LeMars Semi-Weekly Sentinel
May 31, 1940

Parade One of Most Brilliant In Recent Years

Ideal weather brought large crowds to the LeMars cemeteries Thursday morning to participate in the Decoration Day services.  At both cemeteries several hundred people had assembled before the exercises began to decorate the graves of loved ones and otherwise beautify their resting place.

The column formed in the usual order at the city building and at 9 a.m. moved along the customary line of march to St. Joseph cemetery where the school chorus sang America, Dorothy Koopman gave Lincoln’s Gettysburg Address, Donald Traufler read Logan’s Order and a salute by the firing squad and taps followed the decoration of soldier graves.

The order of parade included Jacob Koenig, marshal of the day, and three mounted orderlies, the colors, LeMars Municipal Band, Co. K, I.N.G., Commander A. W. Crouch, Colonel Frank Hallagan, the speaker, and city officials, veterans of the Spanish-American and World Wars and the auxiliaries of the three patriotic organizations, LeMars high school band, and Boy and Girl Scouts.

At the City cemetery, A. W. Crouch, commander of Mower Post, G.A.R., presided assisted by his adjutant, J. G. Koenig.  Rev. W. M Hubbard delivered the opening prayer, Bill Irwin gave Lincoln’s Gettysburg Address, Evelyn Truesdell read Logan’s Order and Jacob Koenig read the G. A. R. Ritual prescribed for such occasions.  The decoration service for the unknown dead was in charge of the three woman’s auxiliaries and they were assisted by the Girl Scouts in decorating the soldiers monument and the graves of veterans of three wars buried in the cemetery.  The LeMars Muncipal band played two selections.

The address was delivered by Colonel Frank Hallagan of the adjutant general’s office in Des Moines, who is also a member of the state legislature from Polk County. He reviewed the development of Decoration Day since its institution in 1863 and said it was not only “a day to keep green the graves of our soldier dead, but a day to review memories of all our loved ones who have passed on.”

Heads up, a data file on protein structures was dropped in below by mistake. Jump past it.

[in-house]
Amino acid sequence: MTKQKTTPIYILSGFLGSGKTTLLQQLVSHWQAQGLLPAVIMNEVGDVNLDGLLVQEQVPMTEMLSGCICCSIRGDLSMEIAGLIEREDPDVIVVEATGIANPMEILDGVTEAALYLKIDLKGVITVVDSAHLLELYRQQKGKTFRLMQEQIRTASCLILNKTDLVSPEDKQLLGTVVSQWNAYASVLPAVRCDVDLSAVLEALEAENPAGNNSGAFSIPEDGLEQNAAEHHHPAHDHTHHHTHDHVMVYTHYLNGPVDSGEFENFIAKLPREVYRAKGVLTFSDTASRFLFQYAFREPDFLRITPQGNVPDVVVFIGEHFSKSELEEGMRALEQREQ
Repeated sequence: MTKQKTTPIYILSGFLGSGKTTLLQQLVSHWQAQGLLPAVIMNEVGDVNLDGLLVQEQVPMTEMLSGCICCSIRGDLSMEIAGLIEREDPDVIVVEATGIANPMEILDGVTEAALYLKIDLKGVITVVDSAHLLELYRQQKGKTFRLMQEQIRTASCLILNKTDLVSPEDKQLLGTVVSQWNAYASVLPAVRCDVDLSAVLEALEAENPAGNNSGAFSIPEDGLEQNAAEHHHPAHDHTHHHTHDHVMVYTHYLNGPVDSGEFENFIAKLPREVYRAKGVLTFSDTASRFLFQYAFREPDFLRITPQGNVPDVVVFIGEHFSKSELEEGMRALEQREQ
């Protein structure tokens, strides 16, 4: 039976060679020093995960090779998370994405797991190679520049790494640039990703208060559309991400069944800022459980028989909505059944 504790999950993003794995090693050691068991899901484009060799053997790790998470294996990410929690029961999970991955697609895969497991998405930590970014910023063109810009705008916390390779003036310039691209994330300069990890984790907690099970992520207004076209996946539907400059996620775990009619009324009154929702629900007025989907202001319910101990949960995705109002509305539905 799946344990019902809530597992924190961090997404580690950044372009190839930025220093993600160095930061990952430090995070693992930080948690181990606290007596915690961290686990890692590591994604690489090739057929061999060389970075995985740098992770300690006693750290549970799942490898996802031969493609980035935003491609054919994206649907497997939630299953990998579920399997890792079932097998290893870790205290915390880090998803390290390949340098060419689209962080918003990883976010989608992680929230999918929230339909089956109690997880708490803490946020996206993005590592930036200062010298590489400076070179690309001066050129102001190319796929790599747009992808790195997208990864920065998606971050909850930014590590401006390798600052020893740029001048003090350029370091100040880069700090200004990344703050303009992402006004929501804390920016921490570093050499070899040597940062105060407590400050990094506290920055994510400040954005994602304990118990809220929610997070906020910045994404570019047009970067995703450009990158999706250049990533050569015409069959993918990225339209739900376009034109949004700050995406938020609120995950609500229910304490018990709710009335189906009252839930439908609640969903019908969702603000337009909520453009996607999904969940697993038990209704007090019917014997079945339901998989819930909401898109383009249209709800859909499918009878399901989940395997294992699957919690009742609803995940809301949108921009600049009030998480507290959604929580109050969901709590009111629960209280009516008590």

After paying tribute to the sacrifice and devotion of our soldiers in all our wars, he outlined the special significance of the day to the largest and more recent group, the American Legion. He said the Legion was striving to build a memorial of service for its comrades who had gone before.  Its first consideration was the maimed and disabled, the dependents of veterans who were robbed of opportunity through death or disability and said the Legion program includes three general additional divisions, education, youth activity and community service.  In the first it cooperates with the schools, in the second the Scouts and the other youth movements and in community service with other civic organizations.

The speaker said the members of the American Legion hate war because they know what it is and believe the best protection against it is adequate National defense.  He cited what is happening in Europe as evidence that if we would preserve for our children the liberties our fathers gave us, we must prepare to defend it against the Godless hordes now overrunning Europe.

Following the address, a detail from Co. K. fired a salute, Rev. C. M. King pronounced the benediction, taps was sounded and the municipal band played, “Star Spangled Banner.”


~Submitted for posting by volunteer, Linda Ziemann